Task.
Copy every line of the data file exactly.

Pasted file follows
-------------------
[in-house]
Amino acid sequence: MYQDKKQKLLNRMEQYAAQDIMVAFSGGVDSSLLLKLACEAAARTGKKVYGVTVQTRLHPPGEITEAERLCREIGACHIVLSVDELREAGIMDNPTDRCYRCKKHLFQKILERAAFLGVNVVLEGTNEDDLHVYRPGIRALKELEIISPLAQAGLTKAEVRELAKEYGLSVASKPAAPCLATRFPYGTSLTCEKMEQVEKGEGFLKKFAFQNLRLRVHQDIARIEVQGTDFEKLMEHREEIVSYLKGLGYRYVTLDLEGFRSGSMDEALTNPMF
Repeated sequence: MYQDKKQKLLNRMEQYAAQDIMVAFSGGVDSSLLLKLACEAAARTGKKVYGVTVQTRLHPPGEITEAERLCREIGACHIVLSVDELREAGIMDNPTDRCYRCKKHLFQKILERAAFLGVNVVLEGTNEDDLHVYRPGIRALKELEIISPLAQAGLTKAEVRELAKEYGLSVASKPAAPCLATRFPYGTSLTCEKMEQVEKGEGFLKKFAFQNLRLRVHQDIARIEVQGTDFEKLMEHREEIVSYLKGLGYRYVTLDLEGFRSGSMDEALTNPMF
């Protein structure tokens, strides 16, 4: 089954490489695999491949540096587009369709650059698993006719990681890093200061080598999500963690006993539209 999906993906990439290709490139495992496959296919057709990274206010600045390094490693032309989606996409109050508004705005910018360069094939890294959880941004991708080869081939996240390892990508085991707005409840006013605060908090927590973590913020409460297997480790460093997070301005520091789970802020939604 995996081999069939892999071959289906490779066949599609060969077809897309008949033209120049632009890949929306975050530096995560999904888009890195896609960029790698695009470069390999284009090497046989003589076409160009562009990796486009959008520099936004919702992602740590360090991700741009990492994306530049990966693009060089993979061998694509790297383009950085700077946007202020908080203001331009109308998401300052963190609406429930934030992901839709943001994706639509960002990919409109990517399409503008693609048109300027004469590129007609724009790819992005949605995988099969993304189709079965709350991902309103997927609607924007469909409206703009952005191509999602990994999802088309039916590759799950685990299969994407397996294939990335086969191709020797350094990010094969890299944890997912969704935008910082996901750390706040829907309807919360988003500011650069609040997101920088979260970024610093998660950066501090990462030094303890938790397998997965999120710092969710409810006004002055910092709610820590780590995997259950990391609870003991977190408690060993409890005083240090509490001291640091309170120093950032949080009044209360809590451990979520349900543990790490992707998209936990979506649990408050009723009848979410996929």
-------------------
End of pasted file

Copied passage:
[in-house]
Amino acid sequence: MYQDKKQKLLNRMEQYAAQDIMVAFSGGVDSSLLLKLACEAAARTGKKVYGVTVQTRLHPPGEITEAERLCREIGACHIVLSVDELREAGIMDNPTDRCYRCKKHLFQKILERAAFLGVNVVLEGTNEDDLHVYRPGIRALKELEIISPLAQAGLTKAEVRELAKEYGLSVASKPAAPCLATRFPYGTSLTCEKMEQVEKGEGFLKKFAFQNLRLRVHQDIARIEVQGTDFEKLMEHREEIVSYLKGLGYRYVTLDLEGFRSGSMDEALTNPMF
Repeated sequence: MYQDKKQKLLNRMEQYAAQDIMVAFSGGVDSSLLLKLACEAAARTGKKVYGVTVQTRLHPPGEITEAERLCREIGACHIVLSVDELREAGIMDNPTDRCYRCKKHLFQKILERAAFLGVNVVLEGTNEDDLHVYRPGIRALKELEIISPLAQAGLTKAEVRELAKEYGLSVASKPAAPCLATRFPYGTSLTCEKMEQVEKGEGFLKKFAFQNLRLRVHQDIARIEVQGTDFEKLMEHREEIVSYLKGLGYRYVTLDLEGFRSGSMDEALTNPMF
């Protein structure tokens, strides 16, 4: 089954490489695999491949540096587009369709650059698993006719990681890093200061080598999500963690006993539209 999906993906990439290709490139495992496959296919057709990274206010600045390094490693032309989606996409109050508004705005910018360069094939890294959880941004991708080869081939996240390892990508085991707005409840006013605060908090927590973590913020409460297997480790460093997070301005520091789970802020939604 995996081999069939892999071959289906490779066949599609060969077809897309008949033209120049632009890949929306975050530096995560999904888009890195896609960029790698695009470069390999284009090497046989003589076409160009562009990796486009959008520099936004919702992602740590360090991700741009990492994306530049990966693009060089993979061998694509790297383009950085700077946007202020908080203001331009109308998401300052963190609406429930934030992901839709943001994706639509960002990919409109990517399409503008693609048109300027004469590129007609724009790819992005949605995988099969993304189709079965709350991902309103997927609607924007469909409206703009952005191509999602990994999802088309039916590759799950685990299969994407397996294939990335086969191709020797350094990010094969890299944890997912969704935008910082996901750390706040829907309807919360988003500011650069609040997101920088979260970024610093998660950066501090990462030094303890938790397998997965999120710092969710409810006004002055910092709610820590780590995997259950990391609870003991977190408690060993409890005083240090509490001291640091309170120093950032949080009044209360809590451990979520349900543990790490992707998209936990979506649990408050009723009848979410996929």